Amazon Web Services and Google participated in our gathering. These companies bring a unique opportunity with their certification programs, offering a glimmer of the new approach we envision. Lisa Gevelber from Google told us they have trained 50,000 people in technology-related certifications. It takes 90 days full-time to go through a program. When people start, they are usually making about $35,000/year. Starting pay after earning a certification in three months is $65,000. The hire rate for those who complete a certification is 47%. That is a good return on investment.
John Hennessy, Chairman of Alphabet, said during our meeting, “The innovation economy is
just gaining steam. What we are doing is critical for America’s future.”
When people are presented with the opportunity to accelerate their skill level – both technical and interpersonal – they are eager to learn. Our challenge is that we don’t have the systems in place – especially getting us to the “last mile” where a person lands a well-paid job inside a good company.
Advancing Our Collective Goals
We can use ideal design thinking to help solve the growing talent gap in America.
Together, we began to envision a new approach. Working in partnerships with government, major universities, and large foundations, we explored a common template to grow talent in local regions. There was a great deal of enthusiasm and energy around the advantages of working together.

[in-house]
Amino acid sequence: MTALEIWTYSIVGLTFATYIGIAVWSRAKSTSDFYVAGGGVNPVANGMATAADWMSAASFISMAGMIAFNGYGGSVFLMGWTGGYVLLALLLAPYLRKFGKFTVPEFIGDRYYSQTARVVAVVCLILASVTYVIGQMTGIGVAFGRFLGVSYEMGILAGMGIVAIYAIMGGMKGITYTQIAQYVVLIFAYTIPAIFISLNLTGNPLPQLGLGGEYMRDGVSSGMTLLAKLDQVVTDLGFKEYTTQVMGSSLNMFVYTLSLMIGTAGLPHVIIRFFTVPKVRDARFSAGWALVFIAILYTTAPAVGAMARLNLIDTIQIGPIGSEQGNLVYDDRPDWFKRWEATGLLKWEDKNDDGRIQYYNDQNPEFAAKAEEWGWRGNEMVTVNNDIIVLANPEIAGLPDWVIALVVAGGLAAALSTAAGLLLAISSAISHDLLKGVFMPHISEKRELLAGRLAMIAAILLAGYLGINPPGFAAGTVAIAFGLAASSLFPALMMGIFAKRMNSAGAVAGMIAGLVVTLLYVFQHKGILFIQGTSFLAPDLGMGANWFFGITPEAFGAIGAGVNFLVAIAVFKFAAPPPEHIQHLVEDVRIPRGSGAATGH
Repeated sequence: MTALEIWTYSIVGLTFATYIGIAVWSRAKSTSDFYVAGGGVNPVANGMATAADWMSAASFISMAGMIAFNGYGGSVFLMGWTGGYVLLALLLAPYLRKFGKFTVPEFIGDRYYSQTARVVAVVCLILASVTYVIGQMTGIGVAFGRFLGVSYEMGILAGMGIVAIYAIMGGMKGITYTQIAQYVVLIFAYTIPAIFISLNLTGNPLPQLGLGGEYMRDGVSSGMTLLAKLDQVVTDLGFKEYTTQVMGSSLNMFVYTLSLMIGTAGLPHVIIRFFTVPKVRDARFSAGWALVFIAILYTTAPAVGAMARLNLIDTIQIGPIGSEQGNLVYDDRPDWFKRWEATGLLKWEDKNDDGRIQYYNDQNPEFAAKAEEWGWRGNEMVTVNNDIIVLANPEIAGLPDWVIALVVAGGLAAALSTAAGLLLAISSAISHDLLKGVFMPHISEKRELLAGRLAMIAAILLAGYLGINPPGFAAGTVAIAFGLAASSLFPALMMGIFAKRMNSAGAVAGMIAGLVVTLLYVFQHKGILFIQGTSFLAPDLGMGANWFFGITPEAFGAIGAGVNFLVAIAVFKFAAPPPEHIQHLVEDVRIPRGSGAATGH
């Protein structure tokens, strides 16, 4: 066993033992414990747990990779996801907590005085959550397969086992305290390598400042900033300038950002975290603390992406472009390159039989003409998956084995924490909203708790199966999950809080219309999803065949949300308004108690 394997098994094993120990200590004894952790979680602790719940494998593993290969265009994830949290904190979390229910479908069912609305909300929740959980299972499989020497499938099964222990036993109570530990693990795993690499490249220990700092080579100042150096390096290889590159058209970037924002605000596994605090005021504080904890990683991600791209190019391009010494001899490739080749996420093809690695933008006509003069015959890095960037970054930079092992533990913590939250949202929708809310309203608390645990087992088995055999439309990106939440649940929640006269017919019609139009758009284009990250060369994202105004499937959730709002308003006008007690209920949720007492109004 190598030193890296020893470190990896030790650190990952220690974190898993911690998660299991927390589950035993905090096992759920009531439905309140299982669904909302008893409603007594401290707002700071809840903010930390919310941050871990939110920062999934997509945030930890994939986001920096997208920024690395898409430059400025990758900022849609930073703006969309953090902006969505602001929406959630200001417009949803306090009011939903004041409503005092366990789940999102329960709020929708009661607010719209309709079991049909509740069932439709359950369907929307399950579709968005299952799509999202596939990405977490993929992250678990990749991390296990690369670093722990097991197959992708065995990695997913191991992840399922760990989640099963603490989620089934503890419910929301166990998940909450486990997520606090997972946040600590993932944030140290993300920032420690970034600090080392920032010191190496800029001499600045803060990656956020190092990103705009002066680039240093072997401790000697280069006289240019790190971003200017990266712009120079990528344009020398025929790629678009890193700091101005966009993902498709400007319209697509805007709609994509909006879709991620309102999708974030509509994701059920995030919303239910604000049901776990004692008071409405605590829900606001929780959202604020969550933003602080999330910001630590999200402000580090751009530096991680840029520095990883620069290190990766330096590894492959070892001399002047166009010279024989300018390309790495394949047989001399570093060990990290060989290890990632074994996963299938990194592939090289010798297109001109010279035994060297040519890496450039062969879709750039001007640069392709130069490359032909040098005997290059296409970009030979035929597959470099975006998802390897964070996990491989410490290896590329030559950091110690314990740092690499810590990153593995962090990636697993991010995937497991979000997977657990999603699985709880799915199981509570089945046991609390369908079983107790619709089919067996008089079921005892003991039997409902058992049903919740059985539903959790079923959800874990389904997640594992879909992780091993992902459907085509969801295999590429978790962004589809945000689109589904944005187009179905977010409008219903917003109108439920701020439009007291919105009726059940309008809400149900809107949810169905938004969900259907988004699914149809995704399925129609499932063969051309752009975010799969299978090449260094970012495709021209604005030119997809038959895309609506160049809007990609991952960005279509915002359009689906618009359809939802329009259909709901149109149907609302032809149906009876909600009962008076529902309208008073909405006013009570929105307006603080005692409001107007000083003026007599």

Our next steps:
- Meet in Chicago in September and do a deep dive into the region’s progress toward solving this challenge,
- Propose a common vision, structure, and path forward collectively as the Regional Talent Collaborative, and,
- Lay the foundation to allow other regions to join us.
Do we believe this is possible? Absolutely.
We are intent on achieving our goals. We understand the intense need for reskilling our workforce, and we are energized by the opportunity to make a real difference for individuals, for companies, and for communities. We want to invite in as many people as possible that want to turn this vision into a reality. We challenge you to join us.
There is an old proverb, “If you want to go fast, go alone, if you want to go far, go together.” We want to go far, not just for the benefit of our local regional economies but so America can compete on a world stage.
We would like to thank the leaders from all the organizations that participated, including P33 Chicago, Greater Houston Partnership, Itasca Project, Greater MSP, Markle Foundation, OneTen,
Silicon Valley Leadership Group, Greater St. Louis, and Greater Washington Partnership.